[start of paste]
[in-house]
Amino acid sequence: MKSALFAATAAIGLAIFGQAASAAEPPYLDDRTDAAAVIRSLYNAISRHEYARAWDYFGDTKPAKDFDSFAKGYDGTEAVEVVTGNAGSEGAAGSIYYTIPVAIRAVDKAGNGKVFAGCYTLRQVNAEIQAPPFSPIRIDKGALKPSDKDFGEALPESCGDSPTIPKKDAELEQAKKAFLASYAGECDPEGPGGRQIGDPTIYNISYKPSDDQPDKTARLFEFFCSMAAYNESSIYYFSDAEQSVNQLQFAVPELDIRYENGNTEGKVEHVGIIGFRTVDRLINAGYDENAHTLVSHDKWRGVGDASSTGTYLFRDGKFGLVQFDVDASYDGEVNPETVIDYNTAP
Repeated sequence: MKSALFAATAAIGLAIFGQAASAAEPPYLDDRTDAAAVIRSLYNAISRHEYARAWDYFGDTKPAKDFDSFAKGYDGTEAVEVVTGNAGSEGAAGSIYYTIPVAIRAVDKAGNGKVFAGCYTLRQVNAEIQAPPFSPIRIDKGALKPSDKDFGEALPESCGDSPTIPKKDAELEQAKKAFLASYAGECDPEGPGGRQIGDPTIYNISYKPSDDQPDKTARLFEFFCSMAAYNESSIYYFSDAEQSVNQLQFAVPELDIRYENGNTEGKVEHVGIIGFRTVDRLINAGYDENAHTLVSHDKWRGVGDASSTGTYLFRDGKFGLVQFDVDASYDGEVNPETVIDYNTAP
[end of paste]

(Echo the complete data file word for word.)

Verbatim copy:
[in-house]
Amino acid sequence: MKSALFAATAAIGLAIFGQAASAAEPPYLDDRTDAAAVIRSLYNAISRHEYARAWDYFGDTKPAKDFDSFAKGYDGTEAVEVVTGNAGSEGAAGSIYYTIPVAIRAVDKAGNGKVFAGCYTLRQVNAEIQAPPFSPIRIDKGALKPSDKDFGEALPESCGDSPTIPKKDAELEQAKKAFLASYAGECDPEGPGGRQIGDPTIYNISYKPSDDQPDKTARLFEFFCSMAAYNESSIYYFSDAEQSVNQLQFAVPELDIRYENGNTEGKVEHVGIIGFRTVDRLINAGYDENAHTLVSHDKWRGVGDASSTGTYLFRDGKFGLVQFDVDASYDGEVNPETVIDYNTAP
Repeated sequence: MKSALFAATAAIGLAIFGQAASAAEPPYLDDRTDAAAVIRSLYNAISRHEYARAWDYFGDTKPAKDFDSFAKGYDGTEAVEVVTGNAGSEGAAGSIYYTIPVAIRAVDKAGNGKVFAGCYTLRQVNAEIQAPPFSPIRIDKGALKPSDKDFGEALPESCGDSPTIPKKDAELEQAKKAFLASYAGECDPEGPGGRQIGDPTIYNISYKPSDDQPDKTARLFEFFCSMAAYNESSIYYFSDAEQSVNQLQFAVPELDIRYENGNTEGKVEHVGIIGFRTVDRLINAGYDENAHTLVSHDKWRGVGDASSTGTYLFRDGKFGLVQFDVDASYDGEVNPETVIDYNTAP